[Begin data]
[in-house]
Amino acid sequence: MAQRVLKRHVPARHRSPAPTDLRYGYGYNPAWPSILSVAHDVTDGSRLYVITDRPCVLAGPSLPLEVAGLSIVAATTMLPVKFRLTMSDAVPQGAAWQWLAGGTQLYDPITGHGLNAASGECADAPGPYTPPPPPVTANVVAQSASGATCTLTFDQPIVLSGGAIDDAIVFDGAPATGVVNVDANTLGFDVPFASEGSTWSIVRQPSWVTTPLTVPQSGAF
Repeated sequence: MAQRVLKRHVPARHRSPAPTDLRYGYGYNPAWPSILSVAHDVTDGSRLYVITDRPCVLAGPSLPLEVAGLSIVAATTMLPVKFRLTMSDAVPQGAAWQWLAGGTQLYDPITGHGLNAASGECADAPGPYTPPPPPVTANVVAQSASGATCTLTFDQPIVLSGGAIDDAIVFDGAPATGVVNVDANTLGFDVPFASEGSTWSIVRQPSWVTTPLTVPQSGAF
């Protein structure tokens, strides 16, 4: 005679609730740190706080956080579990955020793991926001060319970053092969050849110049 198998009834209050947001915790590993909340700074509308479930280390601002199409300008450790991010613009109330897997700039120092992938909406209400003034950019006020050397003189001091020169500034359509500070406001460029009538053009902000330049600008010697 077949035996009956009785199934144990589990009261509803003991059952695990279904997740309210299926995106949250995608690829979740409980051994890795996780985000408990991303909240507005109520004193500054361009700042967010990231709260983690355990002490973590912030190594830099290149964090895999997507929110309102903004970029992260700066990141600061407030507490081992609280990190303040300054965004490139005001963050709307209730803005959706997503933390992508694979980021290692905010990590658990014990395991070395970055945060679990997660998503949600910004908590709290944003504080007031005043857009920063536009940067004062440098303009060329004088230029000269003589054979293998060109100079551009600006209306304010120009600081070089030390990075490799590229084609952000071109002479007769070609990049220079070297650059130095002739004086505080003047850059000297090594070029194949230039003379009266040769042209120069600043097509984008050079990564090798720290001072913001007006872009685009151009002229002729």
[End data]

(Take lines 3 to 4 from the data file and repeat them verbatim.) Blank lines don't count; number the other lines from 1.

Repeated sequence: MAQRVLKRHVPARHRSPAPTDLRYGYGYNPAWPSILSVAHDVTDGSRLYVITDRPCVLAGPSLPLEVAGLSIVAATTMLPVKFRLTMSDAVPQGAAWQWLAGGTQLYDPITGHGLNAASGECADAPGPYTPPPPPVTANVVAQSASGATCTLTFDQPIVLSGGAIDDAIVFDGAPATGVVNVDANTLGFDVPFASEGSTWSIVRQPSWVTTPLTVPQSGAF
């Protein structure tokens, strides 16, 4: 005679609730740190706080956080579990955020793991926001060319970053092969050849110049 198998009834209050947001915790590993909340700074509308479930280390601002199409300008450790991010613009109330897997700039120092992938909406209400003034950019006020050397003189001091020169500034359509500070406001460029009538053009902000330049600008010697 077949035996009956009785199934144990589990009261509803003991059952695990279904997740309210299926995106949250995608690829979740409980051994890795996780985000408990991303909240507005109520004193500054361009700042967010990231709260983690355990002490973590912030190594830099290149964090895999997507929110309102903004970029992260700066990141600061407030507490081992609280990190303040300054965004490139005001963050709307209730803005959706997503933390992508694979980021290692905010990590658990014990395991070395970055945060679990997660998503949600910004908590709290944003504080007031005043857009920063536009940067004062440098303009060329004088230029000269003589054979293998060109100079551009600006209306304010120009600081070089030390990075490799590229084609952000071109002479007769070609990049220079070297650059130095002739004086505080003047850059000297090594070029194949230039003379009266040769042209120069600043097509984008050079990564090798720290001072913001007006872009685009151009002229002729």